As marketing stunts go, this is pretty neat.
I tend to get a little jaded about publicity and marketing gimmicks, but I’ve loved paper airplanes ever since I was five years old, so I can’t help but be utterly charmed by this. It’s kind of astonishing the kinds of cool things one can do relatively easily these days.
I mean, look at that setup in the video. The memory cards in that payload probably cost more than any other part of the rig, barring the GPS and tracking rig. (And the Land Rover, I suppose.)
“Amateur” balloon builders have been taking photographs from the edge of space for a while now. And while Samsung has the kind of budget that keeps it way outside any consideration as an amateur organization, they clearly went with a low-budget look, at least in the video. On the one hand, cynical me wants to be unimpressed by the stunt; on the other hand, five-year-old me thinks it’s wonderful that they launched paper airplanes from the edge of space. (I see that The Register did this too, and earlier, with their project PARIS.)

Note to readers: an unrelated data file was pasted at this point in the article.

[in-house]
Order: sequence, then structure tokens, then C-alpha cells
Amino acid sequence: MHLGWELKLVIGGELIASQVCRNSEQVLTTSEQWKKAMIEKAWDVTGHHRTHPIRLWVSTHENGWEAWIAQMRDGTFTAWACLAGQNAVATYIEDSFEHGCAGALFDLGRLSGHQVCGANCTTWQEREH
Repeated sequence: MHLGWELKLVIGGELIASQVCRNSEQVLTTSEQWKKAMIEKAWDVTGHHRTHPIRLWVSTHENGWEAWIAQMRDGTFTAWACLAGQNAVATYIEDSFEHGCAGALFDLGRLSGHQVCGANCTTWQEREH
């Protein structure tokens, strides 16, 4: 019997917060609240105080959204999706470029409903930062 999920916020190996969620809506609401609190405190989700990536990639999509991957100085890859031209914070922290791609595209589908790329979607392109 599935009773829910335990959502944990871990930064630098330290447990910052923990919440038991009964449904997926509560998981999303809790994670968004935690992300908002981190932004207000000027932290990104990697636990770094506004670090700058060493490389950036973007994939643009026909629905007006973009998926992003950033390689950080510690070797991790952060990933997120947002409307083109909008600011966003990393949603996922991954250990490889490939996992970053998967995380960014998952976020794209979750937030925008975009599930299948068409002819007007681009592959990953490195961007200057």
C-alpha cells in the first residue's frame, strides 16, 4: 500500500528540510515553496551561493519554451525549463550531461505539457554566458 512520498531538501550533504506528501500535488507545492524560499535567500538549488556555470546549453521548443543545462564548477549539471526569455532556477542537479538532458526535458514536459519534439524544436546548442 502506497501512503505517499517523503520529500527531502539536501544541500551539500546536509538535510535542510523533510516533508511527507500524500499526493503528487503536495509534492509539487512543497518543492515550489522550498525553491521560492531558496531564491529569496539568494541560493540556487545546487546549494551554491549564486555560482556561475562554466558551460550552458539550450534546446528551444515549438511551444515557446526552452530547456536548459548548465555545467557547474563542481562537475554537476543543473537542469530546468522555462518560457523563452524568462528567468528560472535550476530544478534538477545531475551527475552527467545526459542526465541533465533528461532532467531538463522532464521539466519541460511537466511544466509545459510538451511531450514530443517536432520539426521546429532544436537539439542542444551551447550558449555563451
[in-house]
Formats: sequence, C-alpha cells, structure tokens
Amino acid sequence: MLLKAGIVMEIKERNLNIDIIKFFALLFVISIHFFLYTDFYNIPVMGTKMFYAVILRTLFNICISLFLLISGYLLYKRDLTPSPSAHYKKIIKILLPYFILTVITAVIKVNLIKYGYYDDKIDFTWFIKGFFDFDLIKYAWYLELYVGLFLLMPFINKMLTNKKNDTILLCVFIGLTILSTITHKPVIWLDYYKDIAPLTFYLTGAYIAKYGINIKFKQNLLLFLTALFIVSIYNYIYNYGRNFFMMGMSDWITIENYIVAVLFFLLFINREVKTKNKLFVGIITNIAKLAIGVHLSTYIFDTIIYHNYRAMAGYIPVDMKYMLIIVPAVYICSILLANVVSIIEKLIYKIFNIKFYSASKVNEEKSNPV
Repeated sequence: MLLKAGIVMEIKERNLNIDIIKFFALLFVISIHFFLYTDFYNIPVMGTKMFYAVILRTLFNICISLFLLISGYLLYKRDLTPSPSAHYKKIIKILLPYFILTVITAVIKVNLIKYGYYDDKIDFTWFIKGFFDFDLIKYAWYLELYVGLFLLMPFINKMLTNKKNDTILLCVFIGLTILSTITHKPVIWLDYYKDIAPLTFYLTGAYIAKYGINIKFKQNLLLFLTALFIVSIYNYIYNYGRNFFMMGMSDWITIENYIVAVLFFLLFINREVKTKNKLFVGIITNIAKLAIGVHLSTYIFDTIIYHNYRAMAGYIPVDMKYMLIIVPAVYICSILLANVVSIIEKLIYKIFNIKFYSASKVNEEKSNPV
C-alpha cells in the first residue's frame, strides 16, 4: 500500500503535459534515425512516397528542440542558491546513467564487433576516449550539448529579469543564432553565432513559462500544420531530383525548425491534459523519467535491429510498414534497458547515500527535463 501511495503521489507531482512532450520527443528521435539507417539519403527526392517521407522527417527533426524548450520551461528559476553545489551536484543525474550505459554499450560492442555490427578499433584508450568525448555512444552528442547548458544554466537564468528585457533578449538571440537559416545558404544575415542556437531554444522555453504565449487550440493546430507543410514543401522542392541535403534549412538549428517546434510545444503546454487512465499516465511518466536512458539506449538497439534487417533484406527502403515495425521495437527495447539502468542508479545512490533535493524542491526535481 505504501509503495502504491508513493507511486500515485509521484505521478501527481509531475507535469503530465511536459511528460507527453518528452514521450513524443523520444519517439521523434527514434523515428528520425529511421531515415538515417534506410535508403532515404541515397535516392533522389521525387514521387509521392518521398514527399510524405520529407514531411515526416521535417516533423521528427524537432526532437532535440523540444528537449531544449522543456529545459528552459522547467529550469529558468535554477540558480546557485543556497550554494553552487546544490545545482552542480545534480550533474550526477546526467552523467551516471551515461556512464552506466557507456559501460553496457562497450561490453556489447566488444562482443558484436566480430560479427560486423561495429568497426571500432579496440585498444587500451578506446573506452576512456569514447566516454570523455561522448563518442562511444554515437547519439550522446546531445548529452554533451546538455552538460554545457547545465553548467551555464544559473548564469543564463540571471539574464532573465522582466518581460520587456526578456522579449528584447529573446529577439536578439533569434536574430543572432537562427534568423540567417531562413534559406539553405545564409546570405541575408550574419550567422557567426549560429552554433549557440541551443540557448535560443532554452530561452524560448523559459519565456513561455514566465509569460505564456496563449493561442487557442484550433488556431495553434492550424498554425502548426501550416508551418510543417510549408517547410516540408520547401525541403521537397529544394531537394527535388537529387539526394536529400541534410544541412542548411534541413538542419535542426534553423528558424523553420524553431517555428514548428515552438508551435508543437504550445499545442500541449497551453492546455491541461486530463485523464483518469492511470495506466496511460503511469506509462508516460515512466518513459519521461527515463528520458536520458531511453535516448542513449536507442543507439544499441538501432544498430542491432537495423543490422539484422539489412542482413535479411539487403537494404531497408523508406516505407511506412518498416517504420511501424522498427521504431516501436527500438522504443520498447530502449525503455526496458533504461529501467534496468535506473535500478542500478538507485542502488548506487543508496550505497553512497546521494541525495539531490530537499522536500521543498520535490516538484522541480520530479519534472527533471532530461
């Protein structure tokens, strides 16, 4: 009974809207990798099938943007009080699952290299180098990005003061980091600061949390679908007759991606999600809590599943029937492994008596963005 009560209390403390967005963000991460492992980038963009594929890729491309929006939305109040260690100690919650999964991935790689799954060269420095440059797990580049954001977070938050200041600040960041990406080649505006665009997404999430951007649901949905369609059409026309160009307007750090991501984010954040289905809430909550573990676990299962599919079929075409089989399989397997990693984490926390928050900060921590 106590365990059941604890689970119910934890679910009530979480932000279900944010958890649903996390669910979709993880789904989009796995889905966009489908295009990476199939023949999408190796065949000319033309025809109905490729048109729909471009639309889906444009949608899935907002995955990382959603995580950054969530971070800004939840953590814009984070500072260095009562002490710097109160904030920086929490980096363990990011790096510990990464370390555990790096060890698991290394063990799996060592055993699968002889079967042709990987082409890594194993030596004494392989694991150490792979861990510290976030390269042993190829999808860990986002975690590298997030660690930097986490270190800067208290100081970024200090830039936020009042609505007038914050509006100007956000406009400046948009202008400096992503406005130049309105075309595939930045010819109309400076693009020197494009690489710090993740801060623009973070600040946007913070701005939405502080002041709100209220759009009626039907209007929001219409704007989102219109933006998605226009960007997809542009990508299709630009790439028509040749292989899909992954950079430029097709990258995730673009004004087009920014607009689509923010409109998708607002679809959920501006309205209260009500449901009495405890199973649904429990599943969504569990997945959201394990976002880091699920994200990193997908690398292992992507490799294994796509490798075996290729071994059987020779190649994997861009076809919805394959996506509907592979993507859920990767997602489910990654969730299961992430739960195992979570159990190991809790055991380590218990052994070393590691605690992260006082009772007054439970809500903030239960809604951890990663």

My fascination with paper airplanes goes back to the days of Omni magazine, which my dad would bring home from work each time his coworker finished the latest issue. Back in those days, Omni had a long fascination with the Kline-Fogelman airfoil. I fondly remember the breathless articles about how the KF design was going to turn the aeronautics industry on its head, and completely revolutionize commercial air travel, and make the future all shiny and awesome-like. I’m not sure if that came to pass. But I do know that Omni even had one special issue with a pull-out page with instructions for making super awesome paper airplanes that utilized the KF design. And, if properly constructed, these paper airplanes—according to the magazine, in no uncertain terms—would fly circles around other airplanes. They’d cross the length of a football field as though it were the dining room. I remember being extremely disappointed that our house didn’t have any rooms that were 300 feet long.
(Omni is also where I first heard about shortwave radio number stations, thus leading to yet another lifelong fascination. Oh how I miss you, Omni.)